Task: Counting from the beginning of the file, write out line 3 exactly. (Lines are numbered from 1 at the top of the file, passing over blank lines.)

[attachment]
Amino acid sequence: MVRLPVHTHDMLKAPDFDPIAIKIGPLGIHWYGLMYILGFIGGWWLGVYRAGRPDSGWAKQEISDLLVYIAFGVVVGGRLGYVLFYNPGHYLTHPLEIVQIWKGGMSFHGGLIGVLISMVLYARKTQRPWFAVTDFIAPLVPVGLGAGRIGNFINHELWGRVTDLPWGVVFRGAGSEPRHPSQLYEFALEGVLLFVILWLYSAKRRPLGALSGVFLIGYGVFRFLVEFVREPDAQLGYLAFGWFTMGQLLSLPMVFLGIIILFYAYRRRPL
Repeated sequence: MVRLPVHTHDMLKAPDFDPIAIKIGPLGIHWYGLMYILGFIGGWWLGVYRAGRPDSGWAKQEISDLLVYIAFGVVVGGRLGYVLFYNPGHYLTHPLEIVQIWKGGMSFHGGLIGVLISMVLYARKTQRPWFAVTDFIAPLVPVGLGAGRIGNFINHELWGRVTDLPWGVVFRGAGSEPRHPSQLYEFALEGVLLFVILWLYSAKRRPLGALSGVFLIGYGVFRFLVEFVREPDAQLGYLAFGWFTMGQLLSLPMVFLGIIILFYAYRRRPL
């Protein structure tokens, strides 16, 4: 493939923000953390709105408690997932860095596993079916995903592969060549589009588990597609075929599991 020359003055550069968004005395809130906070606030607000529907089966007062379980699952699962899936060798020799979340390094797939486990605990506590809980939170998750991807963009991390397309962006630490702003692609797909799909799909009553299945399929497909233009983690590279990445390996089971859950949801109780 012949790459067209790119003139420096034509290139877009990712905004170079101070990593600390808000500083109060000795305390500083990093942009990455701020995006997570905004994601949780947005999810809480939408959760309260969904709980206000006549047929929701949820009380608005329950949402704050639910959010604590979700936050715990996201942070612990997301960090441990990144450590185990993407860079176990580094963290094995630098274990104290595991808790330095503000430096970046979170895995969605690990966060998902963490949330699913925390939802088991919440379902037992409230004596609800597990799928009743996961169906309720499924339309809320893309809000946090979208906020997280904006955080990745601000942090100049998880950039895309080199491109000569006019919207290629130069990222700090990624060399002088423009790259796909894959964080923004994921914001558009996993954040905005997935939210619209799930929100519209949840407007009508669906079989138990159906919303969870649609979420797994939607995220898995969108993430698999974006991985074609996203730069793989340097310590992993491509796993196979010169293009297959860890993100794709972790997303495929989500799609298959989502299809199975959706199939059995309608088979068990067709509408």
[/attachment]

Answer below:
């Protein structure tokens, strides 16, 4: 493939923000953390709105408690997932860095596993079916995903592969060549589009588990597609075929599991 020359003055550069968004005395809130906070606030607000529907089966007062379980699952699962899936060798020799979340390094797939486990605990506590809980939170998750991807963009991390397309962006630490702003692609797909799909799909009553299945399929497909233009983690590279990445390996089971859950949801109780 012949790459067209790119003139420096034509290139877009990712905004170079101070990593600390808000500083109060000795305390500083990093942009990455701020995006997570905004994601949780947005999810809480939408959760309260969904709980206000006549047929929701949820009380608005329950949402704050639910959010604590979700936050715990996201942070612990997301960090441990990144450590185990993407860079176990580094963290094995630098274990104290595991808790330095503000430096970046979170895995969605690990966060998902963490949330699913925390939802088991919440379902037992409230004596609800597990799928009743996961169906309720499924339309809320893309809000946090979208906020997280904006955080990745601000942090100049998880950039895309080199491109000569006019919207290629130069990222700090990624060399002088423009790259796909894959964080923004994921914001558009996993954040905005997935939210619209799930929100519209949840407007009508669906079989138990159906919303969870649609979420797994939607995220898995969108993430698999974006991985074609996203730069793989340097310590992993491509796993196979010169293009297959860890993100794709972790997303495929989500799609298959989502299809199975959706199939059995309608088979068990067709509408």